One such example is the interference campaign run by the Singapore Police Force (SPF) and 4 partner banks who, between September and December 2023, proactively disrupted over 5,300 scams and prevented potential financial losses of more than S$69.43 million.  Their technique?  Sending out more than 48,000 SMS notifications to over 15,000 bank customers alerting them to the scams and mitigating the risk of further financial loss.  Underpinning the campaign is Robotic Process Automation (RPA) that has enabled the SPF to automate information sharing, processing, and large-scale distribution of SMS alerts.

In Australia, since July 2023, ASIC’s website takedown capability has eradicated over 2,500 investment scam and phishing websites.  Part of the government’s Fighting Scams initiative, it supports the work of the National Anti-Scams Centre which coordinates government, law enforcement and the private sector to combat scams.

Meanwhile, in the UK, the Government has announced that it will run several AI discovery projects in 2024-25 to identify new ways to detect fraud.  The first of these projects will use AI to identify entities registering and bankrupting successive companies to avoid paying debts (ie. ‘phoenixing’).

Increasingly, AI tools specialising in fraud analysis and investigations, are unlocking criminal activity that is hiding in plain sight.  However, there is greater potential to be explored and exploited.  In its December 2023 report, ‘Impact of Artificial Intelligence on Fraud and Scams’ PwC sets-out three areas where AI is being deployed and has further potential in tackling fraud:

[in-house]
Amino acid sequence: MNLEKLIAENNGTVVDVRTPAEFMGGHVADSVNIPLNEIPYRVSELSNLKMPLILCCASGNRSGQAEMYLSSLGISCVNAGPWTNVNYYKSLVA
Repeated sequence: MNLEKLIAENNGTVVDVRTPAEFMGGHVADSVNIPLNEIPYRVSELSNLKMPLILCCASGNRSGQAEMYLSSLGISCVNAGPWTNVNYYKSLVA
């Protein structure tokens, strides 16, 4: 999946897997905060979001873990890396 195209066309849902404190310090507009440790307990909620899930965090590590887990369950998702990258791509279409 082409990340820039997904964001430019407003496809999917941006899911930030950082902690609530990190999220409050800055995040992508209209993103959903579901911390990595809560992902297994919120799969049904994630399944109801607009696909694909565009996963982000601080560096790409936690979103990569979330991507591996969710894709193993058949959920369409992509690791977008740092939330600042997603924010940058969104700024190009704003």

1. Detection.  Firms are deriving significant benefits from improved detection in areas such as bank transaction monitoring, spam message filtering and the detection of malware.  However, there is greater potential to be realised.  Firms can gain a more holistic view by utilising machine learning (ML) and other AI tools across more sophisticated models combining structured and unstructured data.

  2. Operational efficiency.  Driving operational efficiency enables investigative resources to focus on more complex issues.  A prime example is ML tools that filter-out false positives.  The greater the precision of ML tools, the greater the ability of teams to focus investigations on genuine criminal activity.

  3. AI fighting AI.  In the ultimate robot wars scenario, AI tools are being used to identify synthetic content (eg. fake images, voice clones) thereby helping to distinguish trustworthy versus untrustworthy content.  However, there is greater potential.  Chatbots could be developed and deployed against fraudsters to waste their time, but also to extract intelligence from them – for example, bank accounts details – to help track them down.  

The PwC report highlights also the important role being played by Stop Scams UK, a cross-sector organisation combining the strengths and insights of financial services firms, technology companies, and telecommunication operators, that is aiming ‘to develop new solutions to help stop fraud and scams at source’.

Once more unto the breach

The battle isn’t yet over, but what is clear is that the key to winning is employing tactics that level the playing field. 

Strength lies in drawing upon the insights, capabilities, and resources of public and private collaborators, alongside the deployment of increasingly sophisticated AI solutions to beat fraudsters at their own game.  

King Henry’s rallying cry to his troops ‘once more unto the breach’ (Shakespeare’s Henry V) reminds us all that we must exploit the gaps and vulnerabilities we uncover to seize control.